Nature of things: Familiar water crisis story plays out in Shimla - The Tribune India

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Nature of things

Familiar water crisis story plays out in Shimla

Nature of things


ACUTE water scarcity in summer months has a familiar ring to it for Shimla’s residents. It’s the least of concerns though for the thousands of tourists who flock to the hills in sheer desperation to escape the scorching heat of the plains. In 2018, the scarcity in Shimla was aggravated to a full-blown crisis as taps ran dry for weeks. Elaborate remedial measures were taken. The century-old water storage and distribution network was refurbished. Restoration initiatives were put in place. Improving the quality of water was prioritised. Things did look up for some time. This year, the crisis is slowly inching back toward the dreaded 2018 levels. Rationing has been announced. Water will be supplied after a gap of two days. Residents of some localities, mainly on the periphery, claim they are getting supply after three or four days. Much like in Delhi, the alarm bells are ringing.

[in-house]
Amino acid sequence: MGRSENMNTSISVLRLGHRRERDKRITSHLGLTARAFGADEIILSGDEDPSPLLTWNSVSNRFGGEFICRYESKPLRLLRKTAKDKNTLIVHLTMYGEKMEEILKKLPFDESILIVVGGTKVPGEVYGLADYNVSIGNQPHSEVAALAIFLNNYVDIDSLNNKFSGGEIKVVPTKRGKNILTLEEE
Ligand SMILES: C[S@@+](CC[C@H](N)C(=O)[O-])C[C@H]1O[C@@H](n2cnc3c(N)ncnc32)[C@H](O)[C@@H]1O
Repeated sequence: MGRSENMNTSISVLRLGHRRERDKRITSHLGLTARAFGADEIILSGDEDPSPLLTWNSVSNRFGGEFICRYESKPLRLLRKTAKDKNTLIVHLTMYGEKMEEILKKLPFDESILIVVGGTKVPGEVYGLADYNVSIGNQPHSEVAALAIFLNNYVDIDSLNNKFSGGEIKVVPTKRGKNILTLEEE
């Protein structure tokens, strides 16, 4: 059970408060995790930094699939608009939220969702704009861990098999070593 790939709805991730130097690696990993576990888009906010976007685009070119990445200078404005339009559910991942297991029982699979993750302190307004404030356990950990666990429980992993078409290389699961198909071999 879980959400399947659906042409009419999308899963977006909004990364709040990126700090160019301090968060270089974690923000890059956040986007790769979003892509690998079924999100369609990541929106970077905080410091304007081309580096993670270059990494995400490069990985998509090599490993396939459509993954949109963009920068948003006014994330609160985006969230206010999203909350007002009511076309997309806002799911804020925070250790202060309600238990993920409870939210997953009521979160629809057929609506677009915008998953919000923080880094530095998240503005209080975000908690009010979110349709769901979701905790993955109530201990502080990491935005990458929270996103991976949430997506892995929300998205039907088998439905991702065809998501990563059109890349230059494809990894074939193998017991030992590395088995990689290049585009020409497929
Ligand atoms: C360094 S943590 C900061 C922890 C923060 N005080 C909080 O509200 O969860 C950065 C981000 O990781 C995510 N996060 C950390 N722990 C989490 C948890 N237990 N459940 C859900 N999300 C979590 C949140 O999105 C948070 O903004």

An expert analysis of the 2018 crisis focused on the man-made factors. In the popular narrative, however, a repeat is being played out six years down the line. The prolonged dry spell is being blamed for the reduction in the water level at all sources of supply schemes. Several are on the verge of drying up due to excessive heat and less snowfall during the winter season. Any hope of relief has been pinned on a spell of rainfall. In short, since nature did us in, nature will bail us out. We pretend that none of it is our doing: neither climate change, nor man-made folly like reckless concretisation or the encroachment of catchment areas. So unabashedly self-destructive are our ways.

Native wisdom says respect nature and it will reciprocate. The construct of collective responsibility and accountability escapes even routine political and policy-making conversations. Each of us is a stakeholder — it’s that simple.

#Shimla


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